And So Did Just About Everyone Else (Benjamin Ivry, The Forward).
Darren Aronofsky’s $130 million Hollywood epic “Noah” starring Russell Crowe has displeased Christian fundamentalists with its non-literal approach to the Old Testament story. Jewish moviegoers might also find it irksome that Aronofsky and his team of designers probably got the shape of the ark wrong. Irving Finkel’s “The Ark Before Noah: Decoding the Story of the Flood” was published too late for the filmmakers to revise their design.No, Aronofsky is (freely) retelling the biblical version of the story, not the cuneiform one, so there is no reason for him to use the cuneiform account of the ark's shape and size. Actually this article is mostly a reviewish thingy on Dr. Finkel's new book on the cuneiform version, with lots of interesting background on Finkel himself. The author should not be blamed for the headline, but he does make the same misleading assertion in the article itself.
The Ark Tablet describes the god Enki declaring: “Pay heed to my advice, that you may live forever! Destroy your house, build a boat; despise possessions/ And save life! Draw out the boat that you will build with a circular design.” Instructions are given to build the ark so that it is 220 feet wide and 20 feet high, in the shape of a coracle, a round boat familiar in Iraq, where the Ark Tablet originates. Since the main goal of the ark was keeping afloat and not going anywhere, much of the usual ship-like design would have been superfluous.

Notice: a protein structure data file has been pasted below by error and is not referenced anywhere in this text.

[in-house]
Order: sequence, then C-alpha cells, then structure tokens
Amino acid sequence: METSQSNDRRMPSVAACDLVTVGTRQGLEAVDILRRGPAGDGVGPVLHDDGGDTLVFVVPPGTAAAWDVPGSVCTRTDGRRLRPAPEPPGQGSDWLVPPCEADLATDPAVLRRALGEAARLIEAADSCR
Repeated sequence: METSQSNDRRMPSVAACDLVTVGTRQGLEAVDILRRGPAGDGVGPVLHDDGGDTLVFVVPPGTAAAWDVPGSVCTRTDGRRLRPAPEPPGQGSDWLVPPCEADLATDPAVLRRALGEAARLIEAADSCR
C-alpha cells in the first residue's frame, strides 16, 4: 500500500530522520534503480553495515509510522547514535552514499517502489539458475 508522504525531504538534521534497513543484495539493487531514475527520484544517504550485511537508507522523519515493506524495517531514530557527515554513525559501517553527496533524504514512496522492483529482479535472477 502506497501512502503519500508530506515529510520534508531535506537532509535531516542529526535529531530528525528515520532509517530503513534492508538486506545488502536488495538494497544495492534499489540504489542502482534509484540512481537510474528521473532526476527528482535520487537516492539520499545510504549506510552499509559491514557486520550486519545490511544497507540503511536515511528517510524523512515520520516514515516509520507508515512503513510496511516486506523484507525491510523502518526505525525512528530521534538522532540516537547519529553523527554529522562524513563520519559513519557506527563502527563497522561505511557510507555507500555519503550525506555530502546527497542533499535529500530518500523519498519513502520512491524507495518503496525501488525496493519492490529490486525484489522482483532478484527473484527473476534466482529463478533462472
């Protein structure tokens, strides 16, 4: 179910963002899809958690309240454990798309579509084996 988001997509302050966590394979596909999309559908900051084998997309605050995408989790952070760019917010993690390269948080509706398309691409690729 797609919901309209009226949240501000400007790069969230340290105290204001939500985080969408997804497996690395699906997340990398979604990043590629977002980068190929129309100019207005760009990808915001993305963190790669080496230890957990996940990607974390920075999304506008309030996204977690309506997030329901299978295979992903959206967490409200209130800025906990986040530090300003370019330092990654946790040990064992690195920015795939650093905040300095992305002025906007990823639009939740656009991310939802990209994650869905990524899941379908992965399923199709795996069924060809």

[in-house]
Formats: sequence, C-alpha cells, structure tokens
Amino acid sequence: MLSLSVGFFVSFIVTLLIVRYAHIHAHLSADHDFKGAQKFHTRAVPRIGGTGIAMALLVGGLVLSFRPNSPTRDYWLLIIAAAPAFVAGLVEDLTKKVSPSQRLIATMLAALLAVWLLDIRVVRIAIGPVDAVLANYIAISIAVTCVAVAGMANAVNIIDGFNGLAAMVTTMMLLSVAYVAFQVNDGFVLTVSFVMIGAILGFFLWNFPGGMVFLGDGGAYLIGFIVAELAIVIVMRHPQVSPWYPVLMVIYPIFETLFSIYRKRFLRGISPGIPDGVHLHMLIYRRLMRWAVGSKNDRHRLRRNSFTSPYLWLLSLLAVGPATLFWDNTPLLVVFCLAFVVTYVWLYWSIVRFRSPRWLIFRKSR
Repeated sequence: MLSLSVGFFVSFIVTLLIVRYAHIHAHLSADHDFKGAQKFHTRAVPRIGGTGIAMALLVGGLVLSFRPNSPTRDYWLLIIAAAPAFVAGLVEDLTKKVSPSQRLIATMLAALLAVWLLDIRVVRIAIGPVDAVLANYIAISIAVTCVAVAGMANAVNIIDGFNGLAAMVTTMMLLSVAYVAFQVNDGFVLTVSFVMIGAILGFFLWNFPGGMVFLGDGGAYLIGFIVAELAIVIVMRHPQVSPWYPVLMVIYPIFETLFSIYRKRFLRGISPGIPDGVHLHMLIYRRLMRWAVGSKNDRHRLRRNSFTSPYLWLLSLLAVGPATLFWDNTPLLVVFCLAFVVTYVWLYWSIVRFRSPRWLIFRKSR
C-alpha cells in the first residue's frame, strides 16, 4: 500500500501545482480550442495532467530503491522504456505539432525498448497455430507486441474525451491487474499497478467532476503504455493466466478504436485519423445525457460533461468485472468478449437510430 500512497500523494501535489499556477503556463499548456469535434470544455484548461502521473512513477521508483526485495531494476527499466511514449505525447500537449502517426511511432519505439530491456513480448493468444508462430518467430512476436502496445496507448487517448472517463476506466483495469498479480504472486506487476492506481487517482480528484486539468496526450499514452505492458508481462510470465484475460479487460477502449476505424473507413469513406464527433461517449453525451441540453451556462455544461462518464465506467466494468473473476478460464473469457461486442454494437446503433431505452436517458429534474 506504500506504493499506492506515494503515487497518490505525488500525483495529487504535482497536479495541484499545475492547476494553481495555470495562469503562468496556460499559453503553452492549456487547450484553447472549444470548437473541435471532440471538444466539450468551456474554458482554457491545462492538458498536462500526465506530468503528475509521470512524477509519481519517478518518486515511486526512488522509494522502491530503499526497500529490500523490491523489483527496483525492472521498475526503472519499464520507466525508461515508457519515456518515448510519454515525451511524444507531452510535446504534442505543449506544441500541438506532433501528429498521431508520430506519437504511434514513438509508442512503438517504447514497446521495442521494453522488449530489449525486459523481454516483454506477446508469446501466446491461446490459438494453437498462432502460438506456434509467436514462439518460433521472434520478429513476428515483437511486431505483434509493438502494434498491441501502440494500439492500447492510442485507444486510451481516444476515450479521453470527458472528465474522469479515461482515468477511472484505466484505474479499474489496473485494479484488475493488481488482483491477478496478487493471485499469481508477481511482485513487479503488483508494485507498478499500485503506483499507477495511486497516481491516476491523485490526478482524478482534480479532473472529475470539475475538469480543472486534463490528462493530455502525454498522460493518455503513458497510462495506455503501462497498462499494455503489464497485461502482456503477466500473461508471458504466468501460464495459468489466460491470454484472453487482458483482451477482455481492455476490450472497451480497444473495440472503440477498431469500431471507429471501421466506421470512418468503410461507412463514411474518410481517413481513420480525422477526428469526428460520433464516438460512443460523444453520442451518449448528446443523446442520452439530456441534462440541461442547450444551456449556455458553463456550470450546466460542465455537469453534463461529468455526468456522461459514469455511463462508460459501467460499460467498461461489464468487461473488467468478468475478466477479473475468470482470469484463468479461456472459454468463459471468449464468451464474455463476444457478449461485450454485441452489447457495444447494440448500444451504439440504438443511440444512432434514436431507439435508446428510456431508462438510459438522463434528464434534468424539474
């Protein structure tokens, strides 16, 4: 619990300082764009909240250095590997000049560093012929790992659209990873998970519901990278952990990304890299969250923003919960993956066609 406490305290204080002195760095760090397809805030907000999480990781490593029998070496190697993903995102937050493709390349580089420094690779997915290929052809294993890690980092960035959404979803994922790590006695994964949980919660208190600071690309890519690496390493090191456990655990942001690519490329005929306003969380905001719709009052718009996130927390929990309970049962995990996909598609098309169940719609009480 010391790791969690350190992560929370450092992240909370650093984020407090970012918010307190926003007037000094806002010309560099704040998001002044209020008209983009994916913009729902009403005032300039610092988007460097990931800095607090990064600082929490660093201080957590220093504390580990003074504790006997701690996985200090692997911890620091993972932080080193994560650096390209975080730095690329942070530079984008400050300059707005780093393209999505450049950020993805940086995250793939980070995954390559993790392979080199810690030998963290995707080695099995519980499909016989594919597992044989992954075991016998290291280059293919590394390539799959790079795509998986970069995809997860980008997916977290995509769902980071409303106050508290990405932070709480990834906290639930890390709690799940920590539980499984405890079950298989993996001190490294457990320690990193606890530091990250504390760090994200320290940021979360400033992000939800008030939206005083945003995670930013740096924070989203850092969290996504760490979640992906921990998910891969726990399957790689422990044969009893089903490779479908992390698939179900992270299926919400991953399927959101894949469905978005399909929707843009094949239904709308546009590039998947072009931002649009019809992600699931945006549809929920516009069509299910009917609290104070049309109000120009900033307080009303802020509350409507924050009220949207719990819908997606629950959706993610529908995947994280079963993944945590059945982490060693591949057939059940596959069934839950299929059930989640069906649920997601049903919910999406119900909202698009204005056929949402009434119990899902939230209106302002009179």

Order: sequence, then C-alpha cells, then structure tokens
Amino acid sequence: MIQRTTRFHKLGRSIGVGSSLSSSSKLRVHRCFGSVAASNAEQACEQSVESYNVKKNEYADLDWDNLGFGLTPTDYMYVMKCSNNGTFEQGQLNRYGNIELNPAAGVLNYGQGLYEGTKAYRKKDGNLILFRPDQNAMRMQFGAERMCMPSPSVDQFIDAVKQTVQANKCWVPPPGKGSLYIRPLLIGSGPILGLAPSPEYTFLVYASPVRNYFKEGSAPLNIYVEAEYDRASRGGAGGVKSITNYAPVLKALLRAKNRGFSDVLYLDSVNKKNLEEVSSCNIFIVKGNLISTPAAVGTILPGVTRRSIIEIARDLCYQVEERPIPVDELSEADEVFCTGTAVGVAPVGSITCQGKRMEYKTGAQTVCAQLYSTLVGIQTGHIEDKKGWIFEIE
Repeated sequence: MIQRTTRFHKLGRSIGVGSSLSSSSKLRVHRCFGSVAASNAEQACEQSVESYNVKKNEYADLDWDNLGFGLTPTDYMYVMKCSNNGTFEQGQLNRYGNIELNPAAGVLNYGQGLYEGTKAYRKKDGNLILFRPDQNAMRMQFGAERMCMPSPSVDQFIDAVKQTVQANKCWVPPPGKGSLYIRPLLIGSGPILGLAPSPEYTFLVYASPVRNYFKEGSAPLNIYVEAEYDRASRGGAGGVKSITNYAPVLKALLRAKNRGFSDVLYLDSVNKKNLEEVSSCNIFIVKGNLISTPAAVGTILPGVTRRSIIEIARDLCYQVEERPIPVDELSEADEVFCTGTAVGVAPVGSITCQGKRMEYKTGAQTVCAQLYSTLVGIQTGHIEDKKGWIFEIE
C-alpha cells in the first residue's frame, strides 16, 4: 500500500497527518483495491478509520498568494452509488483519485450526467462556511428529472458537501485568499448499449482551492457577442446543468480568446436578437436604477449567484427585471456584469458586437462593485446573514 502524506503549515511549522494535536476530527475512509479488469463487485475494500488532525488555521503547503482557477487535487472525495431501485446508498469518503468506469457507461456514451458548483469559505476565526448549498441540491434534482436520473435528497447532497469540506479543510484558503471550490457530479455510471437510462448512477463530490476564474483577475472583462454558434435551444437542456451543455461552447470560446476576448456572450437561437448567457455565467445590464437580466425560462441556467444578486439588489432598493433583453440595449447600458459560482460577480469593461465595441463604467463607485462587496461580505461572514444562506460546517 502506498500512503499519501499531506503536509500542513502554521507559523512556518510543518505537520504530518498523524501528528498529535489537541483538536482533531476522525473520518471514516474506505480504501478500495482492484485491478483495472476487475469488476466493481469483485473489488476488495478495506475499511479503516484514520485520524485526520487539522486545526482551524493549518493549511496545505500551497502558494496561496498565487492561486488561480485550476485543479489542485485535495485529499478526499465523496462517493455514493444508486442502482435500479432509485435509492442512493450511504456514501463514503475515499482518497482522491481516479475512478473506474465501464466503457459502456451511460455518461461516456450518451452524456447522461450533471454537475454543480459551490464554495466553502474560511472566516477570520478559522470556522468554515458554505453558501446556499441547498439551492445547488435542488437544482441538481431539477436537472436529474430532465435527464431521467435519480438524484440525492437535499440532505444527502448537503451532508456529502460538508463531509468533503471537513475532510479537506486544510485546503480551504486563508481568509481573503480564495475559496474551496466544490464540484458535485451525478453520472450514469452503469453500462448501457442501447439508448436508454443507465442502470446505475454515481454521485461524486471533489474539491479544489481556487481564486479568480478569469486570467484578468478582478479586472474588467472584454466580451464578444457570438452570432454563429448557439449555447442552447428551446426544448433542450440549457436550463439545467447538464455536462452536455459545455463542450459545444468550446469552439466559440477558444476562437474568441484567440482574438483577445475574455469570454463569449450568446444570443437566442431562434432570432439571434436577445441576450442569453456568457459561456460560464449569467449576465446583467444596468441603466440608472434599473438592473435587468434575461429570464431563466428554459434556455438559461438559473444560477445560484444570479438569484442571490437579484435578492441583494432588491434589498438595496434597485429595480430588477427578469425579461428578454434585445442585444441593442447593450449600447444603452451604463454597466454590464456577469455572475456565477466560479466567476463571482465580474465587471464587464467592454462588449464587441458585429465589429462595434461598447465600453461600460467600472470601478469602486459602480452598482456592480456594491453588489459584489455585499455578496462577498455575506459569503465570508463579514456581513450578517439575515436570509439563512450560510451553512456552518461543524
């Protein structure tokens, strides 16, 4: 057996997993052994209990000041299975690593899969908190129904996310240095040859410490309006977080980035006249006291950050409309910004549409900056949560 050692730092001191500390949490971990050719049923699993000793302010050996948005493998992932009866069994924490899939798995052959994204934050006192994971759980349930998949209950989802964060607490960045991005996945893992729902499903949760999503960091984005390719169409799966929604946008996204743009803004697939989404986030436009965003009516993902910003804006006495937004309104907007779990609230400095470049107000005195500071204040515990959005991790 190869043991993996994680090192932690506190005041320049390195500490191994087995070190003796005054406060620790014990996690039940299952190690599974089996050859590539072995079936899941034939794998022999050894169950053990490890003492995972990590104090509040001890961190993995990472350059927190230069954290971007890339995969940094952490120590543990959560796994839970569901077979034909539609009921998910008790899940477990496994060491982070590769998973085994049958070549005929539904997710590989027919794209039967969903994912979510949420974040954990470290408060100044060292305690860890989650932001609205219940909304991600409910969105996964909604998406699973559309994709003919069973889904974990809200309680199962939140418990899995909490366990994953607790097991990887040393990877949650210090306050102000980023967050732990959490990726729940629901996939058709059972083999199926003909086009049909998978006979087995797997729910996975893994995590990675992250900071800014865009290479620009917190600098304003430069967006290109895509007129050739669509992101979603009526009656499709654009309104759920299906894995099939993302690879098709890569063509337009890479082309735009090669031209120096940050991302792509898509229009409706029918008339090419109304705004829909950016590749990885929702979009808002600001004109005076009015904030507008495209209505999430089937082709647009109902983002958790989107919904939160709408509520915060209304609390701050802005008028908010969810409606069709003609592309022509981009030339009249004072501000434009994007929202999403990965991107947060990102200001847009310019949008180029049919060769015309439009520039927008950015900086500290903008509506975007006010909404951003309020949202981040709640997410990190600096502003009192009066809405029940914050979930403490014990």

Background on the new cuneiform Flood text and on Irving Finkel is here and links. More on the Noah movie is here and links.